Who would expect that a book on foraging would open up a whole new way of thinking? I mean, foraging is foraging, right? Just go out and discover what is edible and give it a try.
Katrina Blair, author of The Wild Wisdom of Weeds, takes foraging seriously and has been doing so all her life. But this book is not about all the hundreds of plants she knows and loves. This book is about 13 of them. All of them weeds. And her premise is that humans could survive on these 13 weeds for food, medicine, and even some fiber.
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The author maintains that not only can we survive on these 13 weeds, but that they can help us to reach optimal health. In addition, they:
- require no petroleum to produce
- are more nutritious than any commercial crop
- are found worldwide
- require no fertilizers or herbicides to flourish
- are both food and medicine
- are easy to identify
- have they ability to regenerate compacted and disturbed soil
Pretty amazing, huh? And who (what) are these superheroes anyway? They are simple weeds you’ve walked on and tried to eradicate your entire life – dandelion, mallow, purslane, plantain, thistle, amaranth, dock, mustard, grass, chickweed clover, lambsquarter, and knotweed.
Blair is a biologist with a MA in holistic health education. She is well traveled, and wherever she is, she looks for these 13 weeds. And all 13 of them can found anywhere on earth where people are found.
Katrina Blair is full of inspiring ideas. She is the founder of Turtle lake Refuge, a non-profit organization, is involved with a CSA which includes wild foraged greens in their weekly boxes, and a cafe where each item on the menu includes something foraged.
The Wild Wisdom of Weeds contains over 100 vegan recipes that use the 13 weeds. While many of them are not the type of recipe that I would necessarily enjoy serving to my family, they did inspire me to think of ways to include these weeds in the way that I cook.
Would I heartily recommend The Wild Wisdom of Weeds to you, my readers? I’ve struggled with that question over the month since I’ve read it. The book is absolutely inspiring. Blair is an amazing person, full of vigor and life. Our philosophies on life are polar opposite and that’s where my struggle lies. Do I believe that I can learn from someone with an opposing worldview? No question, I certainly can.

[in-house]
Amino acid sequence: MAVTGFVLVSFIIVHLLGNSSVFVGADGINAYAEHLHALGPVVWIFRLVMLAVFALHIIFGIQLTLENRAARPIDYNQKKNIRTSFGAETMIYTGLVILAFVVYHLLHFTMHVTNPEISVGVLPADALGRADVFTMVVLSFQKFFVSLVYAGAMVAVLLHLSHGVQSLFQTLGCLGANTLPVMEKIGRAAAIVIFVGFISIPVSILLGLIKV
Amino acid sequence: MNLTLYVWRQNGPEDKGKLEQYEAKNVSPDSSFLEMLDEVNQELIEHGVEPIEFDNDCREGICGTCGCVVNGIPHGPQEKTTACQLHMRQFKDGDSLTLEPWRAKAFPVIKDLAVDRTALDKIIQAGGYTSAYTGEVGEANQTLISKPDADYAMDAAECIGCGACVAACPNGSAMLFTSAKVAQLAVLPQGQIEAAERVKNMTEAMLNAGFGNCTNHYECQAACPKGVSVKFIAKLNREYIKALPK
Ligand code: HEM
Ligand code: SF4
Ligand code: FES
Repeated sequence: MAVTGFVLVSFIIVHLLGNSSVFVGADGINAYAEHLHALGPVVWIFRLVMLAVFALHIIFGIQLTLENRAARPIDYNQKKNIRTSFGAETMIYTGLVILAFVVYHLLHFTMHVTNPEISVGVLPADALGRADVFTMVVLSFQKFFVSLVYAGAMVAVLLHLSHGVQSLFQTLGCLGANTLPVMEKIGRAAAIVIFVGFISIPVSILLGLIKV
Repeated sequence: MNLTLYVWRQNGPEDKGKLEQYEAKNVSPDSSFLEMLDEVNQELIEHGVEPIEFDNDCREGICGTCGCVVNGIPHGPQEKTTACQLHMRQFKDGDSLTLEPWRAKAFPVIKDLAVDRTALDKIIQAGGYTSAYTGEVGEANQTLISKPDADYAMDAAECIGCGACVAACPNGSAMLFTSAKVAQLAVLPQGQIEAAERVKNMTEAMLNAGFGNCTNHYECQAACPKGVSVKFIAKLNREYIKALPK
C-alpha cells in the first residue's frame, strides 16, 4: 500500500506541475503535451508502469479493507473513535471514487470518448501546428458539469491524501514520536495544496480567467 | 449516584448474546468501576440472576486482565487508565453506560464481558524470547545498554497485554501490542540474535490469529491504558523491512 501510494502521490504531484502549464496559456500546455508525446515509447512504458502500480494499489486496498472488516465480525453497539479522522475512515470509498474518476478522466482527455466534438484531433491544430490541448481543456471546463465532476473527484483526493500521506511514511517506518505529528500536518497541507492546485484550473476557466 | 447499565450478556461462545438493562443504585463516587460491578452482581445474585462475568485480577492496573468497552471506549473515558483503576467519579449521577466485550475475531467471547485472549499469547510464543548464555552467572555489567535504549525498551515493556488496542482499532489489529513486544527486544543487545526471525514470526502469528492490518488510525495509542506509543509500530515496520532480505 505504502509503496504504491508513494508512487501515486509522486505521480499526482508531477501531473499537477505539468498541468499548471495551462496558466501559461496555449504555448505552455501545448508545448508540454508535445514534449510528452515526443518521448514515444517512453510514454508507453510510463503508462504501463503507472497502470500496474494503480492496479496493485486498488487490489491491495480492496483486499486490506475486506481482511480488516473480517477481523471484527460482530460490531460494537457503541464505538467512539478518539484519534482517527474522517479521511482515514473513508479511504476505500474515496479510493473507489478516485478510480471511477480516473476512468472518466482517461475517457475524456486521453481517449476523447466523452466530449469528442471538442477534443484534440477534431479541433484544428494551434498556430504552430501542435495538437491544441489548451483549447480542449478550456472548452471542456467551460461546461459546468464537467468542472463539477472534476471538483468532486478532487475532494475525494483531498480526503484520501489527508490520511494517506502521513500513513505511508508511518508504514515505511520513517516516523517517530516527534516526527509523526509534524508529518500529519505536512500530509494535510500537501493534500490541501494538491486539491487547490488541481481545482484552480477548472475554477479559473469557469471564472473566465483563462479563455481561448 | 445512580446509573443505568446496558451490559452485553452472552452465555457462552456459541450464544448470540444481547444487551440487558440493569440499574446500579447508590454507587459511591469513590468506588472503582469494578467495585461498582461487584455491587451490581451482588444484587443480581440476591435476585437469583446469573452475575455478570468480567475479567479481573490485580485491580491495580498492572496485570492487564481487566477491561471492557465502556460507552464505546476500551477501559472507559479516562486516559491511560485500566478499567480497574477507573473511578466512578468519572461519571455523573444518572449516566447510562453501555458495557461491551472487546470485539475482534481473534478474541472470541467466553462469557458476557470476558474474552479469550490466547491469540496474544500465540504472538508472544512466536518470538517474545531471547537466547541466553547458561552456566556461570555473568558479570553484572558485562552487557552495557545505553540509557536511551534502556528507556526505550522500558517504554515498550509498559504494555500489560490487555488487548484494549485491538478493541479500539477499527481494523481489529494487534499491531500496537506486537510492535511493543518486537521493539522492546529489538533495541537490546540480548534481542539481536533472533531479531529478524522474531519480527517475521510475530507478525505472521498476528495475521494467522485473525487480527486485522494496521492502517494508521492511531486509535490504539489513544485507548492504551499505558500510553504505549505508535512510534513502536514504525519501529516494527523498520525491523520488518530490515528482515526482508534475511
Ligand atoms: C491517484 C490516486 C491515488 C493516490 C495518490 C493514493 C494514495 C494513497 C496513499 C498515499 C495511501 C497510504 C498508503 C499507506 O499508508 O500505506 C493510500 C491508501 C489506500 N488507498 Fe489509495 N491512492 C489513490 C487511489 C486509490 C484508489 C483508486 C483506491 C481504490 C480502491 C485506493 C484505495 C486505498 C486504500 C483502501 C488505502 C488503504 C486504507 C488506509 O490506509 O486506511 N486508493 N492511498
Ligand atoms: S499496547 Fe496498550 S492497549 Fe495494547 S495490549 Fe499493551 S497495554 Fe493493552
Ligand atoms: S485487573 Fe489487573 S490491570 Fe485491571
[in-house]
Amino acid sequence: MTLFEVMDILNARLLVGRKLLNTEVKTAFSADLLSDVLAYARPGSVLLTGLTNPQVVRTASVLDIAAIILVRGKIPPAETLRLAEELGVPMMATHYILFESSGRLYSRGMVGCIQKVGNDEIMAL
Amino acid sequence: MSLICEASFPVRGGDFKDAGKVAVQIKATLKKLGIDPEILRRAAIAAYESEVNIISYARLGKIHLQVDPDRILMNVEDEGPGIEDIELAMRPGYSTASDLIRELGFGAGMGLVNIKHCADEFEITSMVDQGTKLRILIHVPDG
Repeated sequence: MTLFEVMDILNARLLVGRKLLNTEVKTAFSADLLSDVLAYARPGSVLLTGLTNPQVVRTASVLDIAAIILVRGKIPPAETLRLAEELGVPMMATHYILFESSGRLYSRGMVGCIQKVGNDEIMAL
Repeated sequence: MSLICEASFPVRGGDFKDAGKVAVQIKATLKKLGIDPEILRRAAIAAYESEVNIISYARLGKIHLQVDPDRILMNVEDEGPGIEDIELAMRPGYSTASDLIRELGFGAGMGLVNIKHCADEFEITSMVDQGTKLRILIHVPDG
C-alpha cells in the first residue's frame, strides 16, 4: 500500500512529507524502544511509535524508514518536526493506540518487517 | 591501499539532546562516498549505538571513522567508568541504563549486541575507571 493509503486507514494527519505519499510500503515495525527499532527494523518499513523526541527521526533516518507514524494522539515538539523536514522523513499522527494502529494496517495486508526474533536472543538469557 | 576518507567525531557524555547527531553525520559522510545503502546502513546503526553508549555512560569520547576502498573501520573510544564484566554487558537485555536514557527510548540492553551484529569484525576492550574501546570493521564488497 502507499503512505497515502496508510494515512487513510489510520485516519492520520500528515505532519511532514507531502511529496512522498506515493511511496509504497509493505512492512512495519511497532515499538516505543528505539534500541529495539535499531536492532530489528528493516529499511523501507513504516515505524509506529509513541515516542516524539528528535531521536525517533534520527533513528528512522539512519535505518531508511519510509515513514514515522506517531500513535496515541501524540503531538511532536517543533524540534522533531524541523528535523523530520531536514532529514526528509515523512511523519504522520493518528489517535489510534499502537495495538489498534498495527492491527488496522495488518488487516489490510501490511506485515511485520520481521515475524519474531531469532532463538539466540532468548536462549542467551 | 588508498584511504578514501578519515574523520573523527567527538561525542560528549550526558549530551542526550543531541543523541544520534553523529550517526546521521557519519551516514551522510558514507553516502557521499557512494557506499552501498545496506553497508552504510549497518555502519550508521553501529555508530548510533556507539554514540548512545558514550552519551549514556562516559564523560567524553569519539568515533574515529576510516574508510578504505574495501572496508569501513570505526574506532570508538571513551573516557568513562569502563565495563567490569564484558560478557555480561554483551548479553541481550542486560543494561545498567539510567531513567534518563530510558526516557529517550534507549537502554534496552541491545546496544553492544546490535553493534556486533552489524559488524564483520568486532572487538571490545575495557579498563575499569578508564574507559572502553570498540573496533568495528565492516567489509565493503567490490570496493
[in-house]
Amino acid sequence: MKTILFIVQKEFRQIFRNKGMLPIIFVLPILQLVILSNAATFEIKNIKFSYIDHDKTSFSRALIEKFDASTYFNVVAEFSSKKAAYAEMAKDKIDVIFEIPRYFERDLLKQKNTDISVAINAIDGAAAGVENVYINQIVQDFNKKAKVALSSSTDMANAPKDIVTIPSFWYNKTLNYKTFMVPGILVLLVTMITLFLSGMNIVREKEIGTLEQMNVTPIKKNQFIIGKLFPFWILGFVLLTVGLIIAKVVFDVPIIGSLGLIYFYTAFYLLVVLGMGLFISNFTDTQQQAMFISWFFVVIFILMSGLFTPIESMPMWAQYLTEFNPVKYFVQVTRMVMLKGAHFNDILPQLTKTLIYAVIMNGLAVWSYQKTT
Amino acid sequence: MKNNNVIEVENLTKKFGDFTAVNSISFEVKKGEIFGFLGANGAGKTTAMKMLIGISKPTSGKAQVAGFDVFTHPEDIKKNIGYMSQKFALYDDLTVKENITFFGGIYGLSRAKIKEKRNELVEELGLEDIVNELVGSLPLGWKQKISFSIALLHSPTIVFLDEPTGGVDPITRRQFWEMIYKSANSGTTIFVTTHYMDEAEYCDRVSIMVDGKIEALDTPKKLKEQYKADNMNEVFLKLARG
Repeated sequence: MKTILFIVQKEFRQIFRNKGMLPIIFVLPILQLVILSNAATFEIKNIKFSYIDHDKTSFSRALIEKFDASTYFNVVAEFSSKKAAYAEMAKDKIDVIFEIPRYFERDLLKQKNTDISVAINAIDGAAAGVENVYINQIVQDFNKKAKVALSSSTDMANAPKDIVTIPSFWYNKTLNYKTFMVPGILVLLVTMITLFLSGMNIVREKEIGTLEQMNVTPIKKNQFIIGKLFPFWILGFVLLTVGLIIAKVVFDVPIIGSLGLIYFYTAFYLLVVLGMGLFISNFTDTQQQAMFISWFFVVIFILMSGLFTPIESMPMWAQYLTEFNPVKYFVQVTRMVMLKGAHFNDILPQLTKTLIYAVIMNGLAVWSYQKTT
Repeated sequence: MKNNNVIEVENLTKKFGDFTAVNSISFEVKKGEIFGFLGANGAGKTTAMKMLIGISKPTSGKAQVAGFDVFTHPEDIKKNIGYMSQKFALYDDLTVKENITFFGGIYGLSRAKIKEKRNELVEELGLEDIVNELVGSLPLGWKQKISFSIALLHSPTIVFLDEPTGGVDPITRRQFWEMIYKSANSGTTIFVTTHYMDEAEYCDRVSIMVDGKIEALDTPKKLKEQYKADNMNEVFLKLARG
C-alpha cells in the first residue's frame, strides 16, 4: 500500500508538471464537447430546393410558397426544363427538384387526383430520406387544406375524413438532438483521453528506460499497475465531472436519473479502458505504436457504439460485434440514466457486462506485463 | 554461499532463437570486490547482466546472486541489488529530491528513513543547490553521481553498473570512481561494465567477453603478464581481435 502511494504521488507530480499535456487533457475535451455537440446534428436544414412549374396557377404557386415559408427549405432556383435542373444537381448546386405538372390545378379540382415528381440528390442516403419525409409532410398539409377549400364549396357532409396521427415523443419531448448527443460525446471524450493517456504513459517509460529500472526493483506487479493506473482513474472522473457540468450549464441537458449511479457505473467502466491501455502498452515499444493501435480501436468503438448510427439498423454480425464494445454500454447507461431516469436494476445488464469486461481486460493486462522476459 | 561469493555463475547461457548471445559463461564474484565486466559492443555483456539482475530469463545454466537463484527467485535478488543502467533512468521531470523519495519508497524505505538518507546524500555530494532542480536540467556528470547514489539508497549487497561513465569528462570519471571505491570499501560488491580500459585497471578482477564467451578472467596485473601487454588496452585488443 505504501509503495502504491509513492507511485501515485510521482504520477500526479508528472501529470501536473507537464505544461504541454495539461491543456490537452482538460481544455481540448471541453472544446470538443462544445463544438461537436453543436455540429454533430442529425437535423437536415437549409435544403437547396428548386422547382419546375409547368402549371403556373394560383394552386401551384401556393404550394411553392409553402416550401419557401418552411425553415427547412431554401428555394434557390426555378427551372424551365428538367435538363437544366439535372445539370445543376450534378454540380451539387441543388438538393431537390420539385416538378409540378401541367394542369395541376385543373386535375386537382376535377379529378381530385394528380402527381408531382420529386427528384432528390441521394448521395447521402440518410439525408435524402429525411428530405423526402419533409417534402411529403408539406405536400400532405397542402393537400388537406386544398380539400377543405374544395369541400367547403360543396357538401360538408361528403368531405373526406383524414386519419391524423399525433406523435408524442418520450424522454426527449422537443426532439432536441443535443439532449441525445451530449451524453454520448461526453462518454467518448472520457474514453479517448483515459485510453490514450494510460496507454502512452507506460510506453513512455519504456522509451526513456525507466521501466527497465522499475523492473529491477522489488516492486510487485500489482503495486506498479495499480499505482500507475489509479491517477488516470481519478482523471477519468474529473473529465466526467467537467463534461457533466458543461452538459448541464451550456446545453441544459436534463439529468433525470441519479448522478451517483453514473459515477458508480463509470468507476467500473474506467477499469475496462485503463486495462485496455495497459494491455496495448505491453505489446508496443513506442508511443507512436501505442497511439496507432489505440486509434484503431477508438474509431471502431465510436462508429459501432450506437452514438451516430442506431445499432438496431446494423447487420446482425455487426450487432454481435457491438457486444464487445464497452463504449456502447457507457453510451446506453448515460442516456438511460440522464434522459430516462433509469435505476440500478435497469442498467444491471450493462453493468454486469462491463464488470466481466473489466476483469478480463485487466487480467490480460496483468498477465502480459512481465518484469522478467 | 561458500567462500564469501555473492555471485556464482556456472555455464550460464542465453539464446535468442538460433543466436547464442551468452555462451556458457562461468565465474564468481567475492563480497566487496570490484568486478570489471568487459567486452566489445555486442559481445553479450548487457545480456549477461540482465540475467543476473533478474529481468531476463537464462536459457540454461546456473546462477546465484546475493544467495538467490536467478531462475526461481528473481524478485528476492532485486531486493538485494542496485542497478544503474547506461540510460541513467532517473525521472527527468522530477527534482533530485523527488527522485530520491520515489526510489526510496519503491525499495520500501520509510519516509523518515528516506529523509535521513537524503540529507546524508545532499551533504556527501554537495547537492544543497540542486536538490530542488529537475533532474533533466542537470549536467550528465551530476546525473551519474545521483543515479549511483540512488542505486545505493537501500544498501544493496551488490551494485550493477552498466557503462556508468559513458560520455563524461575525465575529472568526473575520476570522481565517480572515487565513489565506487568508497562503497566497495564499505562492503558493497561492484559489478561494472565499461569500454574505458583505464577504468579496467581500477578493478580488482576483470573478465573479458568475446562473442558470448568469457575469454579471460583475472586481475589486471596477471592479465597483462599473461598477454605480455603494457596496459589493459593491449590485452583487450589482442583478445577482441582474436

The title itself will give you a clue as to Blair’s philosophy. She believes that the weeds themselves are a source of wisdom. I believe that all wisdom comes from their Creator, the God of the Bible. I have read and enjoyed many books that have a pantheistic slant. Most of them, however, just touch on the topic. In The Wild Wisdom of Weeds, Blair’s philosophy is forefront throughout. I would just want you to know that before you purchased the book.
If you’ve read The Wild Wisdom of Weeds, I’d love to know what you think. Let me know in the comments.
More Than Weeds
Are you interested in foraging, but a bit hesitant because you don’t trust your own abilities? I created a mini eCourse just for you. In More Than Weeds: 5 Common Plants to Forage for Food and Medicine you’ll learn that identifying plants is all in the details.
Using common plants with which may be someone familiar you’ll learn beginner botany skills that you will be able to use as you move forward. You’ll gain confidence to use these plants for your family in food and safe, home remedies. Get started now!
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